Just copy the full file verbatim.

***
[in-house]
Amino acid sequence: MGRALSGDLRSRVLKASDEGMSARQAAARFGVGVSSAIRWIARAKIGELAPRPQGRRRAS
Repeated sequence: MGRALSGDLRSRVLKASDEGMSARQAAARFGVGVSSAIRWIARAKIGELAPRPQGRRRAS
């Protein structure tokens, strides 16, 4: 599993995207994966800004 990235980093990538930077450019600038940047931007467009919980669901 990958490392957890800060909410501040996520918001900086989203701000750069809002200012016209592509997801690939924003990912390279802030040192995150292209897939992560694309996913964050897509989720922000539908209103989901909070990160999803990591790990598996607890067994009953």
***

[in-house]
Amino acid sequence: MGRALSGDLRSRVLKASDEGMSARQAAARFGVGVSSAIRWIARAKIGELAPRPQGRRRAS
Repeated sequence: MGRALSGDLRSRVLKASDEGMSARQAAARFGVGVSSAIRWIARAKIGELAPRPQGRRRAS
């Protein structure tokens, strides 16, 4: 599993995207994966800004 990235980093990538930077450019600038940047931007467009919980669901 990958490392957890800060909410501040996520918001900086989203701000750069809002200012016209592509997801690939924003990912390279802030040192995150292209897939992560694309996913964050897509989720922000539908209103989901909070990160999803990591790990598996607890067994009953």